This week at my Web Dev Fellowship at Center Centre – UIE, I was given a task that tested my skills as a PHP developer.
The ad banner at the bottom of a specific article needs to be different than the ad banner on all other articles.
Dr. Leslie Jensen-Inman’s “Yes. And…” article needed to have the How to Win Stakeholders & Influence Decision ad banner, while the other articles needed to have the Advanced Approaches to UX Research ad banner.
Center Centre – UIE has a page dedicated to articles that have been written by many different contributors. This is a WordPress site that uses an older version of WordPress. We update the articles in the WP Admin panel, but the page files are stored on our server. This is where we update the ad banner on the single.php file that loads each article.
The single.php loads the header, the posts (or article), and the footer. Within this logic, there is some simple HTML code that loads the ad banner.
This code retrieved the banner image from the server and it included some text describing the event that was being advertised.
This was a very simple bit of code that was updated regularly by the web dev fellows as needed.
At the bottom of the file, there was a bit of script that loaded a different image if the inner-screen width was less than 500px.
As this is a single.php file, I knew that I needed to use PHP, a commonly used scripting language and the one that is used by WordPress. I have some experience using PHP from the Codecademy course on PHP that I completed, but I had never had a chance to use this language on a live product. I was extremely excited to use the knowledge I had worked so hard to gain.
I began by identifying the article that needed to be targeted and how I could harness that information as a variable that I could use in a conditional statement:
$title = apply_filters('widont', get_the_title(), 12);
I also created a variable to store a string of the title of the target article:
$leslietitle = 'Yes. And...';
Here is where I ran into my first problem. When I used the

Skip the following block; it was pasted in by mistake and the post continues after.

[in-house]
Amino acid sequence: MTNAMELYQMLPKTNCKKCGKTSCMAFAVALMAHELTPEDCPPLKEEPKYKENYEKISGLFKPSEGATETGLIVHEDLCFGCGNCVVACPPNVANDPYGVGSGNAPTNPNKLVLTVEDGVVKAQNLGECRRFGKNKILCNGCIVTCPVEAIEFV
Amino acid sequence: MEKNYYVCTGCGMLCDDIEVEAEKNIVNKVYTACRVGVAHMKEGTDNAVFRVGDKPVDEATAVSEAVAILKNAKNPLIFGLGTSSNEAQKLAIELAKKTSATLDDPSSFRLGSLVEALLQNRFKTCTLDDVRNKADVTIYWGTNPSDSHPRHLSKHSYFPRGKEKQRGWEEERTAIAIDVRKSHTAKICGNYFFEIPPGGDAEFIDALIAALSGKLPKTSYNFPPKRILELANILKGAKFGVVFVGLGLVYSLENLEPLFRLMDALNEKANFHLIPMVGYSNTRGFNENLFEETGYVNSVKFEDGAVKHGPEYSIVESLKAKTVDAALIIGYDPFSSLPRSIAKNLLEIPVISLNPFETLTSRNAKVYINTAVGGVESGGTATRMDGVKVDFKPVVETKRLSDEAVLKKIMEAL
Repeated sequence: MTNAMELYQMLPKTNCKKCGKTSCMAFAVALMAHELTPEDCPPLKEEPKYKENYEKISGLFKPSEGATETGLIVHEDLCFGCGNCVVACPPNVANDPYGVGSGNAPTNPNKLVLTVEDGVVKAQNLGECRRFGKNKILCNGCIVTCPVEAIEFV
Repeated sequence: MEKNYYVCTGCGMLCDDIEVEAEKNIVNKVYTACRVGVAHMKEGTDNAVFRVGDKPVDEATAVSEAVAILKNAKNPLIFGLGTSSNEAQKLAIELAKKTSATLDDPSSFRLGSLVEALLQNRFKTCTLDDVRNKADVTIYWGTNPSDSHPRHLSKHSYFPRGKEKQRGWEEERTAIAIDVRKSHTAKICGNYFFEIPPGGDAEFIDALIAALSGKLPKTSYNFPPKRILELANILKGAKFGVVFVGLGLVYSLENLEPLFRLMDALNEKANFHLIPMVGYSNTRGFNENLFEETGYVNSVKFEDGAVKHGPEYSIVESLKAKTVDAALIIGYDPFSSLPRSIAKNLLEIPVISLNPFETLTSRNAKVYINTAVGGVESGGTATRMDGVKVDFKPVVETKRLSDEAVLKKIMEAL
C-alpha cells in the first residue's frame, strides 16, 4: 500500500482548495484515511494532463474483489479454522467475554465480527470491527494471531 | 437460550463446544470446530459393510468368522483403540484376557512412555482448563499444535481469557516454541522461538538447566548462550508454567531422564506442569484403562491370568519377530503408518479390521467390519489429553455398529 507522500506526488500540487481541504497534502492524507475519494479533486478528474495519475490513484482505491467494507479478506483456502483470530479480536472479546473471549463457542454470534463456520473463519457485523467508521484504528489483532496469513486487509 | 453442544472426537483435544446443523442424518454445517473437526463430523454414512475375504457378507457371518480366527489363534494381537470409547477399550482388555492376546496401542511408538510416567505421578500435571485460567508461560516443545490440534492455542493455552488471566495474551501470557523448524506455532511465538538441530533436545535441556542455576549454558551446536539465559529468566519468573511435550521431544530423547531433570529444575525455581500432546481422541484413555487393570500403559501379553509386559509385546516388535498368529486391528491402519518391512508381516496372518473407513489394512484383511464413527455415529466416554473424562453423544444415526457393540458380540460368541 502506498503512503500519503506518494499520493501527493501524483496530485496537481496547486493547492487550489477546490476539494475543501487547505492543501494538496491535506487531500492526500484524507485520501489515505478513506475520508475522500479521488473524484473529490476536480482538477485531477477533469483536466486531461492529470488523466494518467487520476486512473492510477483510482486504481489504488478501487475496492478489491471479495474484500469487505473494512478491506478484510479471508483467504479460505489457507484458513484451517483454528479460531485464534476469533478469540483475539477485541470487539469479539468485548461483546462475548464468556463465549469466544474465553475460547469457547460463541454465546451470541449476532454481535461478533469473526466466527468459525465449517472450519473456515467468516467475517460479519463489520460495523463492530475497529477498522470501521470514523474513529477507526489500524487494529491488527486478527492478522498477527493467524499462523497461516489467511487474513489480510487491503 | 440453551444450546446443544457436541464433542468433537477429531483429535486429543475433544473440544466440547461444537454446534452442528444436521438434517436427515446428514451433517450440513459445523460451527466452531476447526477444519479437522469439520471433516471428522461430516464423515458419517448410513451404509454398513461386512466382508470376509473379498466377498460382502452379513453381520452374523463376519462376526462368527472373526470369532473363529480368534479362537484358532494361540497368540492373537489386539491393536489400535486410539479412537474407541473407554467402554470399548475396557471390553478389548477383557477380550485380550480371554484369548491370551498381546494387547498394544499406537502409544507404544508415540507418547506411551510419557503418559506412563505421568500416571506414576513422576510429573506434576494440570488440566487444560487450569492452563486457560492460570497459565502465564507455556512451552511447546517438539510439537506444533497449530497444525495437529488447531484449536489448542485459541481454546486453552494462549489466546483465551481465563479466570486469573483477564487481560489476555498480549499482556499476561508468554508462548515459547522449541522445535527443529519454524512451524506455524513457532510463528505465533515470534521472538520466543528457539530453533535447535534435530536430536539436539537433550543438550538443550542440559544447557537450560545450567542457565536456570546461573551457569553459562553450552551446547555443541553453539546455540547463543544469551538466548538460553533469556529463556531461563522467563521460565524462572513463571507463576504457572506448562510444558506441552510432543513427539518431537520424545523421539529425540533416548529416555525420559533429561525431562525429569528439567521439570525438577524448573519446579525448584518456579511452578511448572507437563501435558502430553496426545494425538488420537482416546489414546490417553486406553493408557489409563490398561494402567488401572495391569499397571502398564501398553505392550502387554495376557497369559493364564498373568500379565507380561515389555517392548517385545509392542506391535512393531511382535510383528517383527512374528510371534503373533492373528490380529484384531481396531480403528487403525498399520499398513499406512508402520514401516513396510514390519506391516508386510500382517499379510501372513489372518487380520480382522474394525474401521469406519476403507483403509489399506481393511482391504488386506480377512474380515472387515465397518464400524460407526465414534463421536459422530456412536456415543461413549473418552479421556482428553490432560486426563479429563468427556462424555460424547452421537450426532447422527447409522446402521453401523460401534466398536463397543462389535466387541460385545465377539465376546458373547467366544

stripos command to identify if the
$title variable contained the
$leslietitle string, it kept returning as false. Using console.log statements within a script tag and an echo, I found that the two strings weren’t exactly the same. I decided to find an easy work-around by checking to see if any other articles had the substring “Yes.” in them and determined this article was the only one.
The solution was to create a simpler string variable (
$yes = 'Yes.';) and use that instead of the longer one. Now, I could use these variables to write an
if...else statement to determine which banner would be loaded for the articles.
After creating the two ad divs with different content, I wrote out my
if...else statement. Basically, if the title contained a certain substring, it would load a specific ad banner. Else, it would always load the other banner.
Great! But what about the mobile view??? This is where it took a bit of crafting on my part to get the script to cooperate. I decided to change up the existing code. I switched the
var variable to
const and placed them outside of the
if...else statement. Then, depending on the screen width, if the variable existed (or wasn’t determined to be null based on the currently loaded article), then that image id would be used to switch out the desktop image for a mobile-friendly image.
Check out the single.php file in my GitHub Repository.
I enjoyed every minute of this task. As a Junior Web Dev fellow, the extent of my daily tasks rarely venture into actual programming or coding (other than coding emails, of course). Occasionally, I get to contribute to a landing page or update existing code, but for this assignment, I had the opportunity to write PHP code from scratch and use the skills I so carefully honed over the last couple of years. I’m extremely proud of this work and I look forward to more challenges in the future.